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Coloring a Strip From Start to Finish

Uncoloured strip

I will explain, briefly if I can, the steps it takes to coloring a strip from start to finish. The strip above will be my example.
  1. I begin by loading up the strip into Photoshop (5.5, as I find it easier to work with). I convert it from its original format (.gif indexed color, for those who understand what I mean) to RGB color. This allows me to use effects, layers, and a full color pallete instead of the 256 or so colors given by the original format.

  2. I add a layer for each section of the strip. This allows me to have better control of the colors and layout. All layers containing color are set to Multiply, so that the color blends into the black outlining instead of coloring over it. If any characters are wearing glasses or there is water soaking a character (such as in the Easy Target storyline our example strip is from), then more layers are added as necessary.
    Layer setup

  3. I then go through and repair any sections of the strip that would look distorted or otherwise odd after being colored. This includes unfinished lines, backgrounds, or texturing. I also correct any obvious mistakes that D.C. may have overlooked and would be much easier to spot in a color strip (such as in one strip Simpson forgot to color in the black tip of Millie's tail. Oops!

  4. After I finish the repairs, its time to color. I load up my color chart that has all the main characters colors and a few other things that are constantly seen (couches, etc). As I color more strips, I'll add more colors to this chart. (yes there are spelling mistakes here. Ignore them.)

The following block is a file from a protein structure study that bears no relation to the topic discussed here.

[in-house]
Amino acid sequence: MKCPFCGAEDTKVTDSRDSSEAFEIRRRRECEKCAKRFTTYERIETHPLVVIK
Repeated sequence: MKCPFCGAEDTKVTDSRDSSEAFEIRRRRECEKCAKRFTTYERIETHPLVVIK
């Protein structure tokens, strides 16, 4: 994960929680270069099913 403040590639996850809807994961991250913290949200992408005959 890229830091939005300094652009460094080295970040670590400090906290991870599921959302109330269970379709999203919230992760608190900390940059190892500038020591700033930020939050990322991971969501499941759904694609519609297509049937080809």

Color chart

  5. I usually choose one character and color them in fully in each panel. This lets me work a bit faster instead of constantly switching colors.
    Color stage 1

  6. I then color in all the characters. If I'm coloring a character I don't usually color (such as, say, Ms Sorkowitz) I'll load up strips that have been colored by D.C. Simpson to get the coloring, tones, and layout looking correctly.
    Color stage 2

  7. Now I add the backgrounds. If a panel has no border (such as the 2nd panel in the example strip) there is no background. If the background has objects in it, I try to keep it matched up (such as in a classroom for example), but if the background has texture (like the 3rd panel) or is blank (like the 4th panel), I can color it as I choose. I try to keep with the mood or a common color theme for that storyline.
    Color stage 3

  8. Almost done. I add the final colors for objects (like the waterballoon here). I also add mood coloring, such as Millie in the third panel.
    Color stage 4

  9. For the final step, I scan the image over to make sure I didn't miss any coloring spots (I seem to a lot though). I add the watermark image, and then its ready to upload! I save a backup copy, edit my copy of the webpage, and when I get a chance, upload it.
    Finished strip

Creation Video

These videos are of my coloring methods in motion. They are encoded in DivX 5.01, which is a superb compression video format.

Same as the Old Millie

Download DivX codec - If you are unable to play this video, download and install this codec package.

Ozy & Millie, and everything related, © 1997-2007 D.C. Simpson.
No animals, humans, or otherwise have been harmed in the production of this colorized webcomic. That is unless you count the poor white pixels destroyed mercilessly by the blue and red and purple pixels enlisted to defeat the white space that has so invaded this excellent webcomic. Permission has been granted from D.C. Simpson for this website to exist.
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